I recently had a very nice Craftsman bungalow/cabin built in Montana for $41,500. That included labor, solar panels for electricity (with a small battery backup), well drilling and a small rain collector, septic system and hookups, permits and everything. It also covered the cost of 7 acres of land … Oh yeah, and my house is just as “green” (or more so!) than this thing.

  8. Michael A August 19, 2007 at 9:28 am

    $40,000 seems like a lot but it is still cheaper than other small prefabs out there. The micro-mini costs 50,000 euros (thats nearly $67,500) and the tumbleweed house costs $43,000. And both of these you still have to pay to ship them!

  9. rek August 19, 2007 at 2:37 am

    All prefab structures are ugly, guys.

  10. jac7890 August 18, 2007 at 11:49 pm

    One reason I love small spaces is because they require significantly more ingenuity than larger ones.
    However, in this minihome, I can see no signs of intelligence or creativity in the design. It’s just small.

  11. Chris Meisenzahl August 18, 2007 at 9:54 pm

    Very cool, I like it!

  12. jack73t August 18, 2007 at 5:38 pm

    Check the website. That $40,000.00 does include free delivery and setup! What a joke! The government might think it’s a good deal though.

  13. Walt Barrett August 18, 2007 at 10:27 am

    Micro homes are supposed to be affordable. The basic idea of this one is great, but the company will never succeed unless they rethink the pricing. How was the price derived? It reflects a lack of business experience and a lack mass production experience. We are never going to solve the housing problem with prices like that for such a tiny structure, and believe me, I’m all for Micro Homes. It should sell for less than $10,000.00 including a fair profit. The pricing indicates a lack of experience in the marketplace. Not to be picking just on this one submission, the other model referred to from Europe is far to expensive also. I’m ok with the actual design, it’s just the price that bothers me. I would hate to see the company fail because we need these units in the marketplace.

  14. Hans August 18, 2007 at 2:41 am

    $40,000 for that? No wonder prefab isn’t popular in the U.S. If you offered that money to any good ol’ boy in the Midwest they would build you a house 10 times that size.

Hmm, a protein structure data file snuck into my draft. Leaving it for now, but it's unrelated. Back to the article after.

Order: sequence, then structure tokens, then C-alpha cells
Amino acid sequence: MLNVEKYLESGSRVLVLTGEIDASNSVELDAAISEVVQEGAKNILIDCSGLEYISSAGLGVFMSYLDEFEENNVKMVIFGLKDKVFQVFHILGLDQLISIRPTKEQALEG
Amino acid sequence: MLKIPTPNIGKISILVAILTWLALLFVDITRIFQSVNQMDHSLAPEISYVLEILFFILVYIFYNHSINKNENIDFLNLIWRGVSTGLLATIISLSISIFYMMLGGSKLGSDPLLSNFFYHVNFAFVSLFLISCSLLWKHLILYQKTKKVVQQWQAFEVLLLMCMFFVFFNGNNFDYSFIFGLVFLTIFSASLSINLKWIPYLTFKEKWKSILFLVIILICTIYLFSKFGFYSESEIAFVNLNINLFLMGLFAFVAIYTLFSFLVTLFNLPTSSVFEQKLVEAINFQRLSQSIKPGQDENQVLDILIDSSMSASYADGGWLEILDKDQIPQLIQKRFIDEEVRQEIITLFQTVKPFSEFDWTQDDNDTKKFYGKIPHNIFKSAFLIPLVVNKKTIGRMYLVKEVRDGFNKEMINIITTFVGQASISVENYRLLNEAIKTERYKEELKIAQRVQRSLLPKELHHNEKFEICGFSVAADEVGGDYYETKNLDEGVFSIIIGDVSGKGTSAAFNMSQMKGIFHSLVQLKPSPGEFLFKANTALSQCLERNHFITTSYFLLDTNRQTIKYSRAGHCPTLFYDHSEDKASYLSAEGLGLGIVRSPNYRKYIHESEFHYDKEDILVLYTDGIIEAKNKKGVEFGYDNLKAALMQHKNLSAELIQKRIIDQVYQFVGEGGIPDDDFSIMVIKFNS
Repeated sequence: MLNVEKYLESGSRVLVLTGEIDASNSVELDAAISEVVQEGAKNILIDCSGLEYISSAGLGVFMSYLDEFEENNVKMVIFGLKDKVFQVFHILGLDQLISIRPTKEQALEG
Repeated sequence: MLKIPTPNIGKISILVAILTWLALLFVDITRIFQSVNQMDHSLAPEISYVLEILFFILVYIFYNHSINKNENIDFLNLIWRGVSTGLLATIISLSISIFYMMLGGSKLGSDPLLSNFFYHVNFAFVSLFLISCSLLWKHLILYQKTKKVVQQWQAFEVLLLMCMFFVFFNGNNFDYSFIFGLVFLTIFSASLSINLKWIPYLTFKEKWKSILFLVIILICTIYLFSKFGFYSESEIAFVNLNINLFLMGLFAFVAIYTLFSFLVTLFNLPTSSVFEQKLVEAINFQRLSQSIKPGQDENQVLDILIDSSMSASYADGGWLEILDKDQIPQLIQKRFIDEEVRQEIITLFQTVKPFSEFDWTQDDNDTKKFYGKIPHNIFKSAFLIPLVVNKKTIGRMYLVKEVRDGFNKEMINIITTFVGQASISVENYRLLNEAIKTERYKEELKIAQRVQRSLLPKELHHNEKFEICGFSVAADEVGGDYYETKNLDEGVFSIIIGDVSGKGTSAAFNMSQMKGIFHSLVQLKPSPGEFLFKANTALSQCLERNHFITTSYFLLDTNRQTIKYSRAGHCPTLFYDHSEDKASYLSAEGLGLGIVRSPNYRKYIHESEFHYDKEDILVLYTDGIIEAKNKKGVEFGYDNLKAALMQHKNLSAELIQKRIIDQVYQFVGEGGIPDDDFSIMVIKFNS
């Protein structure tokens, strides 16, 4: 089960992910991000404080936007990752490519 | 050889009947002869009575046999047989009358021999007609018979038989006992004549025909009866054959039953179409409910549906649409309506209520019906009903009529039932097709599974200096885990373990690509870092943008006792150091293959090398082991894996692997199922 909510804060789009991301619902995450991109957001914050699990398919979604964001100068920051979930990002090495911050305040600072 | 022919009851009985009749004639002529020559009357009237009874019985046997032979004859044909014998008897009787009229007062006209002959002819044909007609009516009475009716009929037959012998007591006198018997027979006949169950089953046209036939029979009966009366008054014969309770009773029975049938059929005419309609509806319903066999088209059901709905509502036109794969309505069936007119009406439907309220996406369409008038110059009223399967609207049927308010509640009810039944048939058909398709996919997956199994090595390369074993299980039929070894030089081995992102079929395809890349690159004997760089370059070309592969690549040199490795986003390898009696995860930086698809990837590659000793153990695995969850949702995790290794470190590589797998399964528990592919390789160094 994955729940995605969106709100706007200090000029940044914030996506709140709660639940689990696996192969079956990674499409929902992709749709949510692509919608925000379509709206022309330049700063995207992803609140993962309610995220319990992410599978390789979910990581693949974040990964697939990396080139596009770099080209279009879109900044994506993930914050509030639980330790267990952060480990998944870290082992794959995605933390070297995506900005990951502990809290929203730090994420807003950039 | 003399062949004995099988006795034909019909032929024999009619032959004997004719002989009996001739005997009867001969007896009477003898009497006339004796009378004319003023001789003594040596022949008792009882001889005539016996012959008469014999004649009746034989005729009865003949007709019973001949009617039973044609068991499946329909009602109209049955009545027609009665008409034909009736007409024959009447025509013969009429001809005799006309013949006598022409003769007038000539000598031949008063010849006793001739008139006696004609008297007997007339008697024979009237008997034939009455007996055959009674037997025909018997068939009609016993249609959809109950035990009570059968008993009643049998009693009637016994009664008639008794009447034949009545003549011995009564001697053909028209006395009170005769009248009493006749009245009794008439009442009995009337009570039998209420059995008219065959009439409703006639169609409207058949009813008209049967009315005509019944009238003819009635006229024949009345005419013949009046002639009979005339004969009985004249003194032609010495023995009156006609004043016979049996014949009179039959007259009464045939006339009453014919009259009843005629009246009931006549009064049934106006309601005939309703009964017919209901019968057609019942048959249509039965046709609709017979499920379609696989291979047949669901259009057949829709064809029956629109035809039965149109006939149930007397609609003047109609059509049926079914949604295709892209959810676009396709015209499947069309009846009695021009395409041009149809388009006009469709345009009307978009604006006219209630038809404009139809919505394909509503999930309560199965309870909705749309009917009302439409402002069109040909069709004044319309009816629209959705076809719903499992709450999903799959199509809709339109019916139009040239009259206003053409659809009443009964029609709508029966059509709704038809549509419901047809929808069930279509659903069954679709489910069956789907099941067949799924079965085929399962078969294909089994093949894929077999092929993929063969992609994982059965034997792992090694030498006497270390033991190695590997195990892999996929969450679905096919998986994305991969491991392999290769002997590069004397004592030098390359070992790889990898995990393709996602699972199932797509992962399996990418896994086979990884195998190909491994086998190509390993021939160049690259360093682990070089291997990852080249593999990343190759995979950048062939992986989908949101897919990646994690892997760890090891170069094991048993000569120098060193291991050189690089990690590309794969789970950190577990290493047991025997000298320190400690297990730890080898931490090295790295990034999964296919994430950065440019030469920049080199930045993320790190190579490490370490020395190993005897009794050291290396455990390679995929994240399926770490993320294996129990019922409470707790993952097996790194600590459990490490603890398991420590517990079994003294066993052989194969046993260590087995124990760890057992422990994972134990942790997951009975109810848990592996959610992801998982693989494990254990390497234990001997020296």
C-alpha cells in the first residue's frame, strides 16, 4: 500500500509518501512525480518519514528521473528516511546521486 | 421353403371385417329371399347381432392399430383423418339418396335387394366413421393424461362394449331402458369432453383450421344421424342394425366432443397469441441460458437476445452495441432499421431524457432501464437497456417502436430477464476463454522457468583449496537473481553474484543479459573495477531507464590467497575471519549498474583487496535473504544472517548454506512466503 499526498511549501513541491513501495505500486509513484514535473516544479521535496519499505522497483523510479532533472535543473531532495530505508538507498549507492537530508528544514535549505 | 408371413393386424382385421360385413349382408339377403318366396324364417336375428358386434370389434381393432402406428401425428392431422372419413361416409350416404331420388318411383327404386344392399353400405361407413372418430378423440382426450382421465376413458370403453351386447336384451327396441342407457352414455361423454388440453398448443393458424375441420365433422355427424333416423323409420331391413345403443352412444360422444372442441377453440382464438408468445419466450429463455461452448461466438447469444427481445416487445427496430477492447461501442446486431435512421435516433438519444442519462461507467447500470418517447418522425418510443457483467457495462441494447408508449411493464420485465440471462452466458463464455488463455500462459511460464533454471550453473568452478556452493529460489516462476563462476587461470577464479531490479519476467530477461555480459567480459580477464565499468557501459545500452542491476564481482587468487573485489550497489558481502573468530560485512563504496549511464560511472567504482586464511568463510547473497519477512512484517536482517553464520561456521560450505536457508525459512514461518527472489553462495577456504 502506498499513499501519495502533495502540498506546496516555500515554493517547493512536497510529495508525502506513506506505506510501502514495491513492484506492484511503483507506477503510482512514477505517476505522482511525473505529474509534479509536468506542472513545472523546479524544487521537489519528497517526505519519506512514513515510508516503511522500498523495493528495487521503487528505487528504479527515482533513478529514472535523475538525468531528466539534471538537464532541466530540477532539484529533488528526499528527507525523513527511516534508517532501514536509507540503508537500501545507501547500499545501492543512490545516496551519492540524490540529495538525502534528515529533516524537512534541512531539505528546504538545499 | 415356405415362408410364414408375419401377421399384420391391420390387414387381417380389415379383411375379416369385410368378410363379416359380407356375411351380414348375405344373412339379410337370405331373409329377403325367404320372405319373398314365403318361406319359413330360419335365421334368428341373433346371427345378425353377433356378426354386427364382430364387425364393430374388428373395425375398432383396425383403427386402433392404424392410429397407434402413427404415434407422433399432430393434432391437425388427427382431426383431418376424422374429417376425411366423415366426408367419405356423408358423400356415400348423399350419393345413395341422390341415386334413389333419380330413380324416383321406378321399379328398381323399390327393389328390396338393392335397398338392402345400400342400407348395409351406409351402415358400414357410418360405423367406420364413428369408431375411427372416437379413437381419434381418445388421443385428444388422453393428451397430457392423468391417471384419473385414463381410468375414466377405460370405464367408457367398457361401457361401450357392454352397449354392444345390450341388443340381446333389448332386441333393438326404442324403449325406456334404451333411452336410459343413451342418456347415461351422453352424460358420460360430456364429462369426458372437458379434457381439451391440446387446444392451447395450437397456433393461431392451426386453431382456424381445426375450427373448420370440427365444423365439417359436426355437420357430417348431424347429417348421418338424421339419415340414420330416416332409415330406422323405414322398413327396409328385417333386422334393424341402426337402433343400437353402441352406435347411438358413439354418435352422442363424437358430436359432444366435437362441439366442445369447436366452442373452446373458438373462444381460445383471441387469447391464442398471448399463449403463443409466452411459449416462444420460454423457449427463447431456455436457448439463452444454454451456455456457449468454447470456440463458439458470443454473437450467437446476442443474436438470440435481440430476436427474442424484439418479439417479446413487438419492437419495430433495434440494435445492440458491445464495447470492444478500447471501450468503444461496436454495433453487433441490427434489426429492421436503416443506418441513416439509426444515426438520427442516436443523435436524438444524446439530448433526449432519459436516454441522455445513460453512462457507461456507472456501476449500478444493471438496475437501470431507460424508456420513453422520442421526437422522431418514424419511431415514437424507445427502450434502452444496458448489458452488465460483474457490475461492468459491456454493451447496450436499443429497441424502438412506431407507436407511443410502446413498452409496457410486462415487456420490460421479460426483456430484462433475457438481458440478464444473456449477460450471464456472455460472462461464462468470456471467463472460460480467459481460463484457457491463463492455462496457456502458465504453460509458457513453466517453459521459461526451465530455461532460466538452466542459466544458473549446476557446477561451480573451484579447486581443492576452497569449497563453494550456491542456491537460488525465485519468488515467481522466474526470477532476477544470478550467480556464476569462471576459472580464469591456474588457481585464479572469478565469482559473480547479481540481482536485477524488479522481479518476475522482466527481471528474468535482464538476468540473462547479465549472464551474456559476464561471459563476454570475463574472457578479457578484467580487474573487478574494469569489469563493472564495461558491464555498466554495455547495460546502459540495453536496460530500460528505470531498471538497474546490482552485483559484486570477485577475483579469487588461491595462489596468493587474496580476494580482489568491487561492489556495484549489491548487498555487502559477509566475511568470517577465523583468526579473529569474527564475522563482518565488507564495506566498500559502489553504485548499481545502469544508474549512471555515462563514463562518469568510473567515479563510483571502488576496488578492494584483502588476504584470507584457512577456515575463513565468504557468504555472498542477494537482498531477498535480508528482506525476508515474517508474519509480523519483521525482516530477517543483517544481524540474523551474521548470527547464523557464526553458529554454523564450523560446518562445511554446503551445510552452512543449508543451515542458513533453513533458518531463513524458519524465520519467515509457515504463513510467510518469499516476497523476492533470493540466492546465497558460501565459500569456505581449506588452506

15. Ulrike August 17, 2007 at 7:02 pm

    Wow. Kids in a Prefab photo? I think that might be a first. Seems like most Prefabs are marketed to DINKs or single adults.

    Also, the Katrina Cottage, a previous Prefab Friday Feature, was prominently featured on the last page of the Lowe’s ad this week. I’m no where near hurricane region. They show both the 544 sq ft and the 697 sq ft version and refer shoppers to for more info.

  16. Peter August 17, 2007 at 2:14 pm

    It’ so UGLY! I much prefer the white cube houses featured recently.

  17. Cindy August 17, 2007 at 12:28 pm

    I cannot understand $430 sq ft. I might have called them nice. But I have to wonder is his profit margin. I’m all for fair pricing but this seems outrageous.

  18. Michael August 17, 2007 at 10:37 am

    Thank God that I do not have to live in this shack.

  19. Hmmmmm August 17, 2007 at 9:52 am

    I really like that Architects are thinking about this issue, but I can’t help thinking they are just trying to re-invent the wheel over and over. For the same cost of one 100SF ! unit, a person could get a 400SF Park Home Cabin. For example. ( This offers the same advantages…protability, factory buit etc that these units are offering. Why not take the ugly model and work it up? I realize his cost is going to be high b/c of production costs, but I really don’t see how they can be triple an exising product on the market.

  20. pahl samson August 17, 2007 at 9:43 am

    where are the shots of the bedroom? or is this a sort of glorified camper… with the table turning into a queen rest area?